Fundraising Jump Start: Recruit Others to Help

Being an Executive Director, Development Director or Board Chair can leave you feeling lonely. It can feel like there are no ‘safe’ people to talk to. No one to vent to (without fear of reprisal), no one who really understands everything that goes in to leading, or raising money for, a nonprofit organization. (Of course there are nonprofits who buck this trend. And if you’re in one of those functional nonprofit workplaces, congratulations. You can stop reading right now.)

Now, for the rest of us still reading. You don’t need to do it on your own. And things don’t need to stay this way.

One of the great things about working in the nonprofit world is that we can recruit others to help – and we don’t need to work completely on our own. And while there are certain topics that shouldn’t come up between staff members and board members, there are plenty of very appropriate topics (of course fundraising being one of those).

Earlier this week, I talked about Recruiting Your Fundraising Champion(s) on a webinar. Many of us are familiar with thinking about Linkage, Ability and Interest when it comes to looking for potential major donors. These are also important things to think about as it relates to your fundraising champion. An additional factor to consider is whether or not your prospective champion has the right connections – with the right people – to influence other major gifts.

And just in case these terms are new to you, here’s a brief introduction to them:

  • Linkage: Is the person fairly closely linked to your organization already? This could be through a person or through their relationship with the organization. And by the way, even if there is no existing relationship, there’s no reason why you can’t reach out and start developing a relationship.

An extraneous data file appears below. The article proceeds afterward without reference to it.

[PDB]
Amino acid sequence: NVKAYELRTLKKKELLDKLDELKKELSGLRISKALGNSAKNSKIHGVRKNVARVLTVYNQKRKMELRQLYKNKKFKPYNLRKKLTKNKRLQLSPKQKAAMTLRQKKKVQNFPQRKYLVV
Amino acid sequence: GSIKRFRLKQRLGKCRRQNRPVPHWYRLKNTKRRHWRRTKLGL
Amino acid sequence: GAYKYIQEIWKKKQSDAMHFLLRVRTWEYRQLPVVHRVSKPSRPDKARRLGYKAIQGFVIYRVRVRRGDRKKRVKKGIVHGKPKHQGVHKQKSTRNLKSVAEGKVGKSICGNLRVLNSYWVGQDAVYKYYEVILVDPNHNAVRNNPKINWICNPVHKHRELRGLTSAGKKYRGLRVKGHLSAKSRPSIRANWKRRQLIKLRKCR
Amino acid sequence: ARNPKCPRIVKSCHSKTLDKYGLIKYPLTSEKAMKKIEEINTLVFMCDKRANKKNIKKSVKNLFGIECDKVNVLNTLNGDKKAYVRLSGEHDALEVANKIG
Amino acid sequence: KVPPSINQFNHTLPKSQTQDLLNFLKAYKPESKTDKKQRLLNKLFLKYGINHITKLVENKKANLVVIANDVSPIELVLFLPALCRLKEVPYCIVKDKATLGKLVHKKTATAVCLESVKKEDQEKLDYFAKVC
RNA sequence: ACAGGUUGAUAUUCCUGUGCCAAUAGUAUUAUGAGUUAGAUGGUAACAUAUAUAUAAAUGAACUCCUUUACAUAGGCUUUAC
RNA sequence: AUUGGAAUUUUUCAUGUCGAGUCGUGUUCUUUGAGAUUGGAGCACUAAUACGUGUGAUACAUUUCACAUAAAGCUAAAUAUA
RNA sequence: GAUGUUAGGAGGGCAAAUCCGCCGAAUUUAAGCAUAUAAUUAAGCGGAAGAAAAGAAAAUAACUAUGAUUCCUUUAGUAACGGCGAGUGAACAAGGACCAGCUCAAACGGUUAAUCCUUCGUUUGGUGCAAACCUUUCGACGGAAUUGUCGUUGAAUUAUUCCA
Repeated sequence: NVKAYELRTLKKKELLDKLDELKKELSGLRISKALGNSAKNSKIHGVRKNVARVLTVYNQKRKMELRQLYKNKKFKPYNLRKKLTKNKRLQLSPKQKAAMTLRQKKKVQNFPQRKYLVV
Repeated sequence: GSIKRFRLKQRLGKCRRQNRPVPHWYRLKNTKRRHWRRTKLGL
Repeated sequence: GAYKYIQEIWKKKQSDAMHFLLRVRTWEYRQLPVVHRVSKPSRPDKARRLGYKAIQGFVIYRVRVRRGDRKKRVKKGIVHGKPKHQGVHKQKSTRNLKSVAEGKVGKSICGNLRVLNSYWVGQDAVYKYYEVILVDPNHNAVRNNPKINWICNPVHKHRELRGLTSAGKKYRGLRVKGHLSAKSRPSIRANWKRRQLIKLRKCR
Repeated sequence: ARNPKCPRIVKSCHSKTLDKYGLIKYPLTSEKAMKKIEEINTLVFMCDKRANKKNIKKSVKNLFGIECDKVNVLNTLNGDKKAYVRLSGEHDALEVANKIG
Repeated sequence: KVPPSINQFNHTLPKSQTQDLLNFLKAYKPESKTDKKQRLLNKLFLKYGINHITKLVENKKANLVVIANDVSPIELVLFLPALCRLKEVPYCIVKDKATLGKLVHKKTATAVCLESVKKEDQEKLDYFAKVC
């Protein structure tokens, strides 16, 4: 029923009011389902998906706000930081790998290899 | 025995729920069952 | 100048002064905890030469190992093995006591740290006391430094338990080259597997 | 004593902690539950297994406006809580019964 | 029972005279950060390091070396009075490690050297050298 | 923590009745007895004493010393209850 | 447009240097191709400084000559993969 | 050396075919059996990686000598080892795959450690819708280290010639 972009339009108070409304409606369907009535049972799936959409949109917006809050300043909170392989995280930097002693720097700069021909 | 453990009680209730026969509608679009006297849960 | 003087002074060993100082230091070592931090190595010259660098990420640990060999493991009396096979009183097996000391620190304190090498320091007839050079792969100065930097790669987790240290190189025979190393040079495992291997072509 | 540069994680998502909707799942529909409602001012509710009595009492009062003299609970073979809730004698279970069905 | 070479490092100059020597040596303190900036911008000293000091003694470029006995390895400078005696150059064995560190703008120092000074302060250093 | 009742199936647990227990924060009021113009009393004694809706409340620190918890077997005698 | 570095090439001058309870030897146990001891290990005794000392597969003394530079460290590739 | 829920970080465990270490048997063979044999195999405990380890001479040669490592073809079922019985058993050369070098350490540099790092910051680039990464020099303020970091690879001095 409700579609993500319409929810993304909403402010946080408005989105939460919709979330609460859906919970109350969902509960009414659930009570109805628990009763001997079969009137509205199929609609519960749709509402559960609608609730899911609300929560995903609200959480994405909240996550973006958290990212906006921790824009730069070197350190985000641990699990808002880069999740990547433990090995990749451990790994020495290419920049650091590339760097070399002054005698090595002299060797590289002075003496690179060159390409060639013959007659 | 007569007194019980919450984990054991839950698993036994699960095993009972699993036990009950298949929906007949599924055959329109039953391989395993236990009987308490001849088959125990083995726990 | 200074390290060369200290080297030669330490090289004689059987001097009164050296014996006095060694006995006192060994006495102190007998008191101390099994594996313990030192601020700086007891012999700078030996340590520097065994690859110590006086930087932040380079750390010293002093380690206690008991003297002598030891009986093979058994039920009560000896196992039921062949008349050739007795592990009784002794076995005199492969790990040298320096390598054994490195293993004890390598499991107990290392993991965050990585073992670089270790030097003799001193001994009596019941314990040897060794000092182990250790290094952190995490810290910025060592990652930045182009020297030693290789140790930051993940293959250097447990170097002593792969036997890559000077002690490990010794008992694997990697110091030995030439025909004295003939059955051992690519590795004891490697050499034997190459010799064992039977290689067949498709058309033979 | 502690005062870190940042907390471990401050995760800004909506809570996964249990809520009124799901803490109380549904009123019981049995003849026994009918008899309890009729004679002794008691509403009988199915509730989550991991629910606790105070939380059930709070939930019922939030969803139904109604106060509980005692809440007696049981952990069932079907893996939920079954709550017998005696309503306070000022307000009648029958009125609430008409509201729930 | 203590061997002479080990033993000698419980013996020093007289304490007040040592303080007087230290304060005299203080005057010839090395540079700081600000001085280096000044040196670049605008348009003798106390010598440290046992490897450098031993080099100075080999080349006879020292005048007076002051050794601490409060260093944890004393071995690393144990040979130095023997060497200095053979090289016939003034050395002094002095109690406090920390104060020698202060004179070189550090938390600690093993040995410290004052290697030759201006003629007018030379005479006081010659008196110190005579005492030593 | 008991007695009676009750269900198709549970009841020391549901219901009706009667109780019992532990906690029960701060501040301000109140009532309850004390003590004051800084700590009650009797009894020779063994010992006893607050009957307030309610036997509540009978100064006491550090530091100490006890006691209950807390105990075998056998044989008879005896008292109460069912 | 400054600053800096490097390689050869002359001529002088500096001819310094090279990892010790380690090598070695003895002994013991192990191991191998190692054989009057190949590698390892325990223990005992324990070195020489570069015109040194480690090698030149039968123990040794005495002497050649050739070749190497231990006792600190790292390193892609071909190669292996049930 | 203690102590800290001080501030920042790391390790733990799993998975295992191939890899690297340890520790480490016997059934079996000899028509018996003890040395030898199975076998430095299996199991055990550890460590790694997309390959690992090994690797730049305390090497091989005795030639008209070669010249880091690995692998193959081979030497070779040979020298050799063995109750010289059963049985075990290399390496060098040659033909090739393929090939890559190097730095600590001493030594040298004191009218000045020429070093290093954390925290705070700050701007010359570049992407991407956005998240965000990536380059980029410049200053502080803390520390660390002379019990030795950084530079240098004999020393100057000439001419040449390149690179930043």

• Ability: Does the person have the capacity to give a gift in an amount appropriate to the champion of your fundraising efforts. This does mean that your champion should be able to give an amount that is among the top few donors of the organization.
  • Interest: Is this person interested in your cause. If their passion is for helping people overcome homelessness, then an arts group might not be the best fit.
  • Connections: Is this person connected with others who might be able to give large gifts (as defined by your organization – this could range from $250 to $100,000 depending on the definition of your organization).

But, I hear you saying, having more people around doesn’t necessarily help with that feeling of being alone. Not having a safe person to talk to can lead to feelings of isolation, which can lead to a martyr complex. Which eventually leads to burnout. And that certainly won’t help the people your organization is trying to positively impact.

If you find yourself in that situation. Please reach out. I’d love to talk with you more. Perhaps you can take a little encouragement from knowing that you really aren’t alone in this.

Over the past several days, I’ve been covering information to help you get a jump start (or restart) on your fundraising efforts. Keep an eye open for more blog posts. In the meantime, I encourage you to learn more about my new Fundraising Jump Start Home Study System. Visit www.FundraisingJumpStart.com to learn more about the Home Study System and how you can get better results, faster, and with less stress.

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